Bahai is a “New Religious Movement” which emerged in the Middle East during the 19th century. It's centered on the divine messages revealed by Bahaullah (1817-1892), who had originally been a follower of “the Bab” (1819-1850), a martyred religious reformer in Iran. Bahaullah, who spent long years in Ottoman exile and virtual imprisonment, was succeeded as Bahai leader by his son, Abdul-Baha (1844-1921), whose pronouncements are de facto also regarded as divine revelation by the faithful. Today, Bahai has branches all over the world, including many Western nations, due to diligent missionary activity. Most books on the Bahai faith seem to be written by Bahais, which give them an obviously pro-Bahai slant (or not so obviously, if you're unaware of the author's affiliation or think a Bahai can be objective about his chosen religion).
This book, "The Bahai Faith: Its History and Teachings" is something of an exception. William McElwee Miller (1892-1993) was a Christian missionary in Iran who encountered many Bahais and became increasingly skeptical towards them (even apart from not believing in their religion) over time. I think he wrote three books attacking Bahai, this being the second (and most well known) one. The book is intensely loathed by Bahais, since it advances a counter-narrative to their official historiography. After the death of the Bab, his followers split, the majority going with Bahaullah, while a minority supported his half-brother Subh-i-Azal. I think it's obvious that Bahaullah changed the Bab's original religion, from a heterodox and Iran-centered form of Shia Islam to an (at least outwardly) universalist-liberal-modernist world religion. Above all, he claimed that the Bab had only been a precursor to himself. Subh-i-Azal and his followers are sharply condemned by the Bahais, to the point of being seen as almost evil incarnate, and so are later “Covenant-breakers”, suggesting that Bahai might not be as liberal as claimed. McElwee Miller has decided to tell the story from the viewpoint of the Azalis and other Covenant-breakers, including Mirza Muhammad Ali and Ibrahim George Kheiralla. Unsurprisingly, it's not a pretty story. Since both sides probably practiced their fair share of protective dissimulation (hardly surprising, given circumstances in the Ottoman Empire at the time), the full truth might never be known – or maybe it actually is the story told in this book! For the record, I only read about half of it, since the number of free pages available on the web is limited.
Several things stand out. One is that the Bab's original message, as recorded in his scripture Bayan, was…well, strange! His obsession with the esoteric significance of the number 19 is particularly noteworthy. Another is the militant millenarianism, which led to open warfare between Babis and Iranian royal troops. Both the Bab and Bahaullah de facto claimed divine or quasi-divine status. Not only were they imams or major prophets, they were (at least in secret) seen as direct manifestations of God himself. It's not entirely obvious whether they were incarnations á la Jesus or some kind of Gnostic redeemers with illusory bodies á la Ali in Alawite theology. Abdul-Baha, while not being divine sensu stricto, nevertheless claimed infallibility and was hence part of God's manifestation by extension. Protective dissimulation (taqiyya) was widely practiced by Bahais, many passing as Shia or Sunni Muslims to avoid persecution. While not “wrong”, this obviously raises question about whether the public writings of this group can really be trusted. In the West, Bahai attracted Unitarians, Universalists and other ultra-liberal Christians, while the Iranian membership seems to have been much closer to Islam as traditionally practiced (including polygamy, etc).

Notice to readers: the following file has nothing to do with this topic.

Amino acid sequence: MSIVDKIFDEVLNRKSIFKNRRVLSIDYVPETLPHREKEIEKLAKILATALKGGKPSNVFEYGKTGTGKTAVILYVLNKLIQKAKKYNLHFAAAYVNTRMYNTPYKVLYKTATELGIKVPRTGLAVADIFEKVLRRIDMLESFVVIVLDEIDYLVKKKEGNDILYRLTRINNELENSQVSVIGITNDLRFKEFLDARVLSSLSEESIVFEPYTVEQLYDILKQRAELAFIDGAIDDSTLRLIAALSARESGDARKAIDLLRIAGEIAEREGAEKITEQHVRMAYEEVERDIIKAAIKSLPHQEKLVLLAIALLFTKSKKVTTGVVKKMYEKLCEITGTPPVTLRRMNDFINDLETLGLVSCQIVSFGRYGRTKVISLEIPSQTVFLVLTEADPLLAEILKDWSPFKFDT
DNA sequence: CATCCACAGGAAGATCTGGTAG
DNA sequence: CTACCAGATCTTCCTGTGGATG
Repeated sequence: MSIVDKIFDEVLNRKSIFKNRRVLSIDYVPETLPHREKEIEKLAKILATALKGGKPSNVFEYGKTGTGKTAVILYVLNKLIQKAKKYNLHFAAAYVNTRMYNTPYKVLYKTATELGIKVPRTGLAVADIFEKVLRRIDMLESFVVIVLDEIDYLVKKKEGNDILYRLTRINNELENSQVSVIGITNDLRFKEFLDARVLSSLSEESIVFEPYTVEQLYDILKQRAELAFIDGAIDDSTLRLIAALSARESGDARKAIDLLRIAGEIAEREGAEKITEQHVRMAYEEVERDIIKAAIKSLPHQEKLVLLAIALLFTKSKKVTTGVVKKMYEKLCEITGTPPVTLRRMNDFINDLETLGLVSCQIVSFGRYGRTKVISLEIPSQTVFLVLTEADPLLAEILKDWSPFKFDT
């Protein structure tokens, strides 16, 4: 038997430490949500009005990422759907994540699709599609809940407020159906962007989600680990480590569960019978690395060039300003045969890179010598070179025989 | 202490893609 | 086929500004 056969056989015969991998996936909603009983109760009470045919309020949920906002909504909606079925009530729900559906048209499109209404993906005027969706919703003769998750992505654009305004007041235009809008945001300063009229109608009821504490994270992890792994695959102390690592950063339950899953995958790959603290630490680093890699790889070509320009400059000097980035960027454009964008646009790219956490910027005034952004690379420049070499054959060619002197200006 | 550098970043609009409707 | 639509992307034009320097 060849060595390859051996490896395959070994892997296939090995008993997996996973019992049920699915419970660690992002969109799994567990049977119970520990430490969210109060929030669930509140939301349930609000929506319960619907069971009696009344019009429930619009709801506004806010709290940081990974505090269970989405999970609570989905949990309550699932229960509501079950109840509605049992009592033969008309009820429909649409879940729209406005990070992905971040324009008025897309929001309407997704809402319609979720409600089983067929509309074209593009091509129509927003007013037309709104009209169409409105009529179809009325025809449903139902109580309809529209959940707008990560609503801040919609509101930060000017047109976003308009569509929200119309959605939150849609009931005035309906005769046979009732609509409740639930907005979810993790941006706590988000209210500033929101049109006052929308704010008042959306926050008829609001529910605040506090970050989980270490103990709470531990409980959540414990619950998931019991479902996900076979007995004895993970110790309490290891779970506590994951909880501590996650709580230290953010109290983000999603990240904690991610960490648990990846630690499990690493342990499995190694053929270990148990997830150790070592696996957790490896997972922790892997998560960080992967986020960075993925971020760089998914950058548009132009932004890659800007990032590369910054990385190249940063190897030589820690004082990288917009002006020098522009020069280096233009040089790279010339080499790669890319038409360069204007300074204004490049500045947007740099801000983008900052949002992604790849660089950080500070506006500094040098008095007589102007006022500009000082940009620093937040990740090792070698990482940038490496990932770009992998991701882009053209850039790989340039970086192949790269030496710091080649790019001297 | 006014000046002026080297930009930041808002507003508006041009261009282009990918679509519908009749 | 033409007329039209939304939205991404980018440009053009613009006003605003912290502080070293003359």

Bahai seems to have been to a large extent a family affair. Bahaullah and Subh-i-Azal were brothers, Abdul-Baha was Bahaullah's son, and so was his main factional opponent within the movement, Mirza Muhammad Ali. Indeed, it seems that Abdul-Baha eventually excommunicated most of his family! Nor was the movement particularly peaceful. According to McElwee Miller, at least 20 Azalis were murdered by Bahais during the factional struggle, while Bahaullah tried to poison Subh-i-Azal. Already before the Azali-Bahai split, dissident “prophets” who claimed new revelations had been disposed of the hard way. The Bahais, for their part, claim that it was Subh-i-Azal who tried to poison Bahaullah, and that the schismatic groups acted as informers for the Ottoman authorities. At least in the first part of the book, the author strongly implies some kind of political conundrums, but he never elaborates. The Bahaullah faction seems to have had good relations with the British and the Russians (the two colonial powers trying to dominate Iran), while the Azalis supported the nationalist Constitutional Revolution.
I used to think that the Bahai faith was a remarkably tolerant and liberal one, but the more I read about this group (including in pro-Bahai books), the more it seems that we're dealing with just another absurd cult having one message for the general public, and quite another one internally. Like all cults, Bahai has to change its history to make it conform to whatever is revised standard orthodoxy at the moment. Bahais charge that the documents used by McElwee Miller (which are older than Bahai official histories) are later Azali forgeries, and that the Bahai hagiographies are the real “primary sources”. Nice try, brothers.